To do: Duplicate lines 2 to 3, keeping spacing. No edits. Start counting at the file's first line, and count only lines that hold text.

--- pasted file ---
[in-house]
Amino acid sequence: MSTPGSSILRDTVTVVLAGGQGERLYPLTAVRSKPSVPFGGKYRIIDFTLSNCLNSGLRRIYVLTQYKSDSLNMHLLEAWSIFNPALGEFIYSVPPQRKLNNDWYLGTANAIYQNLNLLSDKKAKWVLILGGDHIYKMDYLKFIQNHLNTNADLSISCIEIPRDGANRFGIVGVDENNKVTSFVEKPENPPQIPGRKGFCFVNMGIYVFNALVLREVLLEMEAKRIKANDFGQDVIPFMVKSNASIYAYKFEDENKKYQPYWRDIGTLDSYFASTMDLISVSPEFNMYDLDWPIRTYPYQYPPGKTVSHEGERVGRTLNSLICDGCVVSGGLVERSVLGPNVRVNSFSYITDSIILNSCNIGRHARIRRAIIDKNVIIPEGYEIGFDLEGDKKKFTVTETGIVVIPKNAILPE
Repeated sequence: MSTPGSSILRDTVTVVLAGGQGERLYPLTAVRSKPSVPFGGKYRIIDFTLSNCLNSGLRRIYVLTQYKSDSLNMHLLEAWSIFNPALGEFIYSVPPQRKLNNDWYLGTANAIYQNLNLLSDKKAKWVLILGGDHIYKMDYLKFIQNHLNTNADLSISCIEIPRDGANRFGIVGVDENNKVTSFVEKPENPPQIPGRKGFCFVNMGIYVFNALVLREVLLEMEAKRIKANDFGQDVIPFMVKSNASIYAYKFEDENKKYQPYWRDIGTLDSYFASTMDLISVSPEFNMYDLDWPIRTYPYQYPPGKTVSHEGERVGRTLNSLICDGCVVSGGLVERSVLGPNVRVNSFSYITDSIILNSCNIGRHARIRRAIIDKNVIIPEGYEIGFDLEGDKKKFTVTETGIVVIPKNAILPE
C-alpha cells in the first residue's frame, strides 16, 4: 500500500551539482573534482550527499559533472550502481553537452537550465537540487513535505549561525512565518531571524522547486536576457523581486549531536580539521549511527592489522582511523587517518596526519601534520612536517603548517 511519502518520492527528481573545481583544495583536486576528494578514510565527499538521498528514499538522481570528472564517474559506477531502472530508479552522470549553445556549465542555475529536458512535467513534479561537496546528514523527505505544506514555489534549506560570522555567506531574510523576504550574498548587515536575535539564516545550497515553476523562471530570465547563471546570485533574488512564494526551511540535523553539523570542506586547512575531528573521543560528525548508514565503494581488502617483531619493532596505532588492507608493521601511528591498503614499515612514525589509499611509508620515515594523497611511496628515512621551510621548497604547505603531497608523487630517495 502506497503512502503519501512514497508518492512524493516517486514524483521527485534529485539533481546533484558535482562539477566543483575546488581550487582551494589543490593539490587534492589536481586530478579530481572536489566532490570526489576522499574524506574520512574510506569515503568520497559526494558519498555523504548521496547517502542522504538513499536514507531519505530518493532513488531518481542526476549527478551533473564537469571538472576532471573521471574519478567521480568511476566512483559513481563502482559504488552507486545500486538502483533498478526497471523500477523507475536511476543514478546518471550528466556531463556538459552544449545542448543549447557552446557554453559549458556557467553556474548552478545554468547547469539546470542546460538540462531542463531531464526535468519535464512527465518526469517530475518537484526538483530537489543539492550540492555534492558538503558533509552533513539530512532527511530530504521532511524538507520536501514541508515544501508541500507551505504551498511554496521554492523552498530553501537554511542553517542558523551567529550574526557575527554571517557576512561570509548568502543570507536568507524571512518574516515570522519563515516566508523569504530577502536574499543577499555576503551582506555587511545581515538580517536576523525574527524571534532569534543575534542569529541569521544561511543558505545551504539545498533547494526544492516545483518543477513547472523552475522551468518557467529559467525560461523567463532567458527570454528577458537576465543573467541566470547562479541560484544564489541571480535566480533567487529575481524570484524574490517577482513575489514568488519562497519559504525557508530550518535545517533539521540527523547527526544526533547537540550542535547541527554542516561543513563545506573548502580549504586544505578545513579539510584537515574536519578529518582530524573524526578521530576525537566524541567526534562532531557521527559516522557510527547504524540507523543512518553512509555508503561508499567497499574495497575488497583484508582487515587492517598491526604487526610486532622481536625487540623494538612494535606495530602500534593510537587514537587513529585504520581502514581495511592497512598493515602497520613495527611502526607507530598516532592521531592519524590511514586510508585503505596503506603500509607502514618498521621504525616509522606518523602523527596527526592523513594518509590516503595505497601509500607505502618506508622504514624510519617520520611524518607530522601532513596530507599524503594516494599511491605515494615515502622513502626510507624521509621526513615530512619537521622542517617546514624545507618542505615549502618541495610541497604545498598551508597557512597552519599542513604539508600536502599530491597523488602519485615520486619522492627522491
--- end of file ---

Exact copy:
Amino acid sequence: MSTPGSSILRDTVTVVLAGGQGERLYPLTAVRSKPSVPFGGKYRIIDFTLSNCLNSGLRRIYVLTQYKSDSLNMHLLEAWSIFNPALGEFIYSVPPQRKLNNDWYLGTANAIYQNLNLLSDKKAKWVLILGGDHIYKMDYLKFIQNHLNTNADLSISCIEIPRDGANRFGIVGVDENNKVTSFVEKPENPPQIPGRKGFCFVNMGIYVFNALVLREVLLEMEAKRIKANDFGQDVIPFMVKSNASIYAYKFEDENKKYQPYWRDIGTLDSYFASTMDLISVSPEFNMYDLDWPIRTYPYQYPPGKTVSHEGERVGRTLNSLICDGCVVSGGLVERSVLGPNVRVNSFSYITDSIILNSCNIGRHARIRRAIIDKNVIIPEGYEIGFDLEGDKKKFTVTETGIVVIPKNAILPE
Repeated sequence: MSTPGSSILRDTVTVVLAGGQGERLYPLTAVRSKPSVPFGGKYRIIDFTLSNCLNSGLRRIYVLTQYKSDSLNMHLLEAWSIFNPALGEFIYSVPPQRKLNNDWYLGTANAIYQNLNLLSDKKAKWVLILGGDHIYKMDYLKFIQNHLNTNADLSISCIEIPRDGANRFGIVGVDENNKVTSFVEKPENPPQIPGRKGFCFVNMGIYVFNALVLREVLLEMEAKRIKANDFGQDVIPFMVKSNASIYAYKFEDENKKYQPYWRDIGTLDSYFASTMDLISVSPEFNMYDLDWPIRTYPYQYPPGKTVSHEGERVGRTLNSLICDGCVVSGGLVERSVLGPNVRVNSFSYITDSIILNSCNIGRHARIRRAIIDKNVIIPEGYEIGFDLEGDKKKFTVTETGIVVIPKNAILPE